In 1970, the Canadian cultural theorist Marshall McLuhan famously predicted that World War III, when it comes, will be “a guerrilla information war with no division between military and civilian participation”—a war waged in cyberspace, not on a defined battlefield. His prediction resonates with anyone trying to make sense of our opaque information environment, especially reporters and editors who now find themselves as drafted frontline recruits.
For journalists, this era of information warfare presents both a personal and an existential threat. It also presents a myriad of new questions about how the rules and ethics applied to journalism should change. To lean again on McLuhan: “Electrical information devices for universal, tyrannical womb-to-tomb surveillance are causing a very serious dilemma between our claim to privacy and the community’s need to know.”
According to research by Amnesty International, women across the political spectrum face frequent online harassment, and for women of color that harassment is exponentially worse. Reporters who investigate extremism have found their own information and the identities of their families posted online, and their editors and colleagues harassed. Outside the US, the troll armies of authoritarian governments swarm against critical press, as Rappler founder Maria Ressa found out in the Philippines when President Rodrigo Duterte activated a Facebook horde against her. What happens online is moving, increasingly, into the real world. As we have seen in a number of mass shootings recently, the interplay between online messaging and offline actions create new realm of danger and difficulty for reporters.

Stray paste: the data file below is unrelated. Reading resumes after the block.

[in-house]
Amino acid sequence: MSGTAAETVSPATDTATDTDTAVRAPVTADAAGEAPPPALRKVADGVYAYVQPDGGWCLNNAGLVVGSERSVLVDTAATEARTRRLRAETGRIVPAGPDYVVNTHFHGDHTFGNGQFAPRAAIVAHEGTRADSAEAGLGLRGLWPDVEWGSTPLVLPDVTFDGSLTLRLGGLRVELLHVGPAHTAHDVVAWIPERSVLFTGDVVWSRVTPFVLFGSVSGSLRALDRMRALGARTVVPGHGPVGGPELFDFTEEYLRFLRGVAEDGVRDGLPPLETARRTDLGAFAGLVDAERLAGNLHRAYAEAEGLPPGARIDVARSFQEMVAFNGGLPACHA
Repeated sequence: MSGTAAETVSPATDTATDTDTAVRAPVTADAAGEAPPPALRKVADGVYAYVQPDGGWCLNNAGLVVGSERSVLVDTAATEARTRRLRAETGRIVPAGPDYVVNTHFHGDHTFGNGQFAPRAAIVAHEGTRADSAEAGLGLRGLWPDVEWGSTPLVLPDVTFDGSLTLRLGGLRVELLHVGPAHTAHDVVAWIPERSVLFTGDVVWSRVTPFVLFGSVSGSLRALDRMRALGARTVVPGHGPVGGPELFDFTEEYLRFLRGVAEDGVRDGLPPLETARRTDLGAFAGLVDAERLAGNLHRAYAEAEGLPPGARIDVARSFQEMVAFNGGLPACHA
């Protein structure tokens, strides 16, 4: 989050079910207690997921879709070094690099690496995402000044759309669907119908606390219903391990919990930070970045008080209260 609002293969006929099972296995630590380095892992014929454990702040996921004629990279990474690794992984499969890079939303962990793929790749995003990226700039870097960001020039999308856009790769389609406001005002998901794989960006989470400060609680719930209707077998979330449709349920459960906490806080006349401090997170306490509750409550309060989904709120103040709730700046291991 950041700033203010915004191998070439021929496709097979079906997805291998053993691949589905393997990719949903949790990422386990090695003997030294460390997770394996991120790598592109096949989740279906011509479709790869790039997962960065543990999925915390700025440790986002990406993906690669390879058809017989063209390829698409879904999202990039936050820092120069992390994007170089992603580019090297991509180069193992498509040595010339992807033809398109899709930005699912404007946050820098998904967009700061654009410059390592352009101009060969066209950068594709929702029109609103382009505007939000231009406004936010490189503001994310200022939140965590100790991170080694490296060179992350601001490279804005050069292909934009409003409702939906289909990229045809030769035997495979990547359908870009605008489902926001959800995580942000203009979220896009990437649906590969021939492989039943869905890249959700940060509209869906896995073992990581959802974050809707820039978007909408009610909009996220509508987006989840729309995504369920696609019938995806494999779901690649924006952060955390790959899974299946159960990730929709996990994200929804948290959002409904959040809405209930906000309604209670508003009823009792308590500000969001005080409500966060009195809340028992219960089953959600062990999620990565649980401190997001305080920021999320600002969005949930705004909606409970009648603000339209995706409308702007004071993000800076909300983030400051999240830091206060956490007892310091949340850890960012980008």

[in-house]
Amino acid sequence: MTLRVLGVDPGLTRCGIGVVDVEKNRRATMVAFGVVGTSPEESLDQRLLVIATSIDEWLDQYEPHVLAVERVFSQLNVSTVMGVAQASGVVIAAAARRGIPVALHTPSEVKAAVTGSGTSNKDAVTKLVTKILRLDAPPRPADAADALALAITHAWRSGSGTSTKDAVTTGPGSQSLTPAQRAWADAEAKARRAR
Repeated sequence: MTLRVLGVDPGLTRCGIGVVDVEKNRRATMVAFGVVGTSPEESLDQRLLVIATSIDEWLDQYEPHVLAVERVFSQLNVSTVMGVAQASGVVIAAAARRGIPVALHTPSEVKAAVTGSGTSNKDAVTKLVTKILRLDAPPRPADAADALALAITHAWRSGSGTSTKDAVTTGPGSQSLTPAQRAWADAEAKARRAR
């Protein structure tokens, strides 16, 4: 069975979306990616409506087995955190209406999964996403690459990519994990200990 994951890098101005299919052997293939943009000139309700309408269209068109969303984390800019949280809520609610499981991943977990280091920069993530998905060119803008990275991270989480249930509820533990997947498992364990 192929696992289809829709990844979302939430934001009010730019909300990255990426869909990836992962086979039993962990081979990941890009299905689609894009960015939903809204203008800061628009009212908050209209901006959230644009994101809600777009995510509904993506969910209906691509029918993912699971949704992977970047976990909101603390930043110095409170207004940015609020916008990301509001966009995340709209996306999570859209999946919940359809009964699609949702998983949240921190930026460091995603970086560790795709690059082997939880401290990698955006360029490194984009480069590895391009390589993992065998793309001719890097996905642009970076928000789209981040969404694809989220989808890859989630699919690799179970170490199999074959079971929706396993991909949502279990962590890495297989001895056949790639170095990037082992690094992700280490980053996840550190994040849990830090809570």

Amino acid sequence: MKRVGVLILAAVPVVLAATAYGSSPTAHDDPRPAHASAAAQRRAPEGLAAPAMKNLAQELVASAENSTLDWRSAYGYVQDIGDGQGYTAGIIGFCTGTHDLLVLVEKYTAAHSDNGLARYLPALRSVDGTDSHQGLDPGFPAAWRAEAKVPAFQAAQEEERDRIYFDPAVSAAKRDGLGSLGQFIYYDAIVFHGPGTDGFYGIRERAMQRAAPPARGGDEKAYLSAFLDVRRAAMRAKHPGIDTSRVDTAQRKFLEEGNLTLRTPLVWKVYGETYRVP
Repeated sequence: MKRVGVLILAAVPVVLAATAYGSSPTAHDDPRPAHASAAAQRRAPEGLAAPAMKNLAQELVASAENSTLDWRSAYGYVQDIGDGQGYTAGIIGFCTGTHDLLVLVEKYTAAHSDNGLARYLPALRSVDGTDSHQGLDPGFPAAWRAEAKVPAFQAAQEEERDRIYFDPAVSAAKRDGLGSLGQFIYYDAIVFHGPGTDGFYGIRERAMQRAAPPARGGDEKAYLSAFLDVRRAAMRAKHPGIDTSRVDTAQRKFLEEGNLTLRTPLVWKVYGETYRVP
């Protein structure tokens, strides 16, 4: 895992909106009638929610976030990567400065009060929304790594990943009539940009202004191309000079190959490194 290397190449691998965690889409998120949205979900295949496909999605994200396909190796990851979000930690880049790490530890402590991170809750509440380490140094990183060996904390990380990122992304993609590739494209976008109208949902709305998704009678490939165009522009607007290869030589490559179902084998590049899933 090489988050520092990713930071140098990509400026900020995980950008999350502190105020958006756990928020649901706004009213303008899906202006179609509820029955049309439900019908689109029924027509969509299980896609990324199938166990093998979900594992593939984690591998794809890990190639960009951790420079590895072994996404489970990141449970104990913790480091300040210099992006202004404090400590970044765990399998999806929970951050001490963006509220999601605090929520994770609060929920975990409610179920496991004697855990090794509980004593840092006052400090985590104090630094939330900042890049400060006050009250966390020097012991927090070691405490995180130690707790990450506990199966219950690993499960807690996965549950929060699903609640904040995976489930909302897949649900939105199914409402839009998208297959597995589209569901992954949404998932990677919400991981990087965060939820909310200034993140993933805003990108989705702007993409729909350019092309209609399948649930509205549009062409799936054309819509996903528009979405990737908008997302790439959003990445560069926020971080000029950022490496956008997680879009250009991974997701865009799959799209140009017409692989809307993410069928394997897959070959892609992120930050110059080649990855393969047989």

Read more here: https://www.cjr.org/tow_center/battleground-information-war.php